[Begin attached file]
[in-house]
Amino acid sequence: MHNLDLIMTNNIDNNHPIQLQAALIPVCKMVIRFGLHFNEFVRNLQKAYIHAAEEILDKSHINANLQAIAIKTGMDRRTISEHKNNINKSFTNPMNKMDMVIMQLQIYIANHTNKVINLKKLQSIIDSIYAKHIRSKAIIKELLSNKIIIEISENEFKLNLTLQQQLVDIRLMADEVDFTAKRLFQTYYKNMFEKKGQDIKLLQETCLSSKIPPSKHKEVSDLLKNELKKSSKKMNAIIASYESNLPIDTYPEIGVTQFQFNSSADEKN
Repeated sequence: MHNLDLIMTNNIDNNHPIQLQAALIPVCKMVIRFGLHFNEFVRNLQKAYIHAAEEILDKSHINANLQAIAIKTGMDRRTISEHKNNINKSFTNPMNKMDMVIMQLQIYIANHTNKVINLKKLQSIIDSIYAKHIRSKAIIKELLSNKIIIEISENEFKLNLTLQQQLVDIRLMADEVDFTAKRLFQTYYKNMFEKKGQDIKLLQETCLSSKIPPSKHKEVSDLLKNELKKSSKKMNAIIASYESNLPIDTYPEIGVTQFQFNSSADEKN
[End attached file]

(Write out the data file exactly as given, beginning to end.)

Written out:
[in-house]
Amino acid sequence: MHNLDLIMTNNIDNNHPIQLQAALIPVCKMVIRFGLHFNEFVRNLQKAYIHAAEEILDKSHINANLQAIAIKTGMDRRTISEHKNNINKSFTNPMNKMDMVIMQLQIYIANHTNKVINLKKLQSIIDSIYAKHIRSKAIIKELLSNKIIIEISENEFKLNLTLQQQLVDIRLMADEVDFTAKRLFQTYYKNMFEKKGQDIKLLQETCLSSKIPPSKHKEVSDLLKNELKKSSKKMNAIIASYESNLPIDTYPEIGVTQFQFNSSADEKN
Repeated sequence: MHNLDLIMTNNIDNNHPIQLQAALIPVCKMVIRFGLHFNEFVRNLQKAYIHAAEEILDKSHINANLQAIAIKTGMDRRTISEHKNNINKSFTNPMNKMDMVIMQLQIYIANHTNKVINLKKLQSIIDSIYAKHIRSKAIIKELLSNKIIIEISENEFKLNLTLQQQLVDIRLMADEVDFTAKRLFQTYYKNMFEKKGQDIKLLQETCLSSKIPPSKHKEVSDLLKNELKKSSKKMNAIIASYESNLPIDTYPEIGVTQFQFNSSADEKN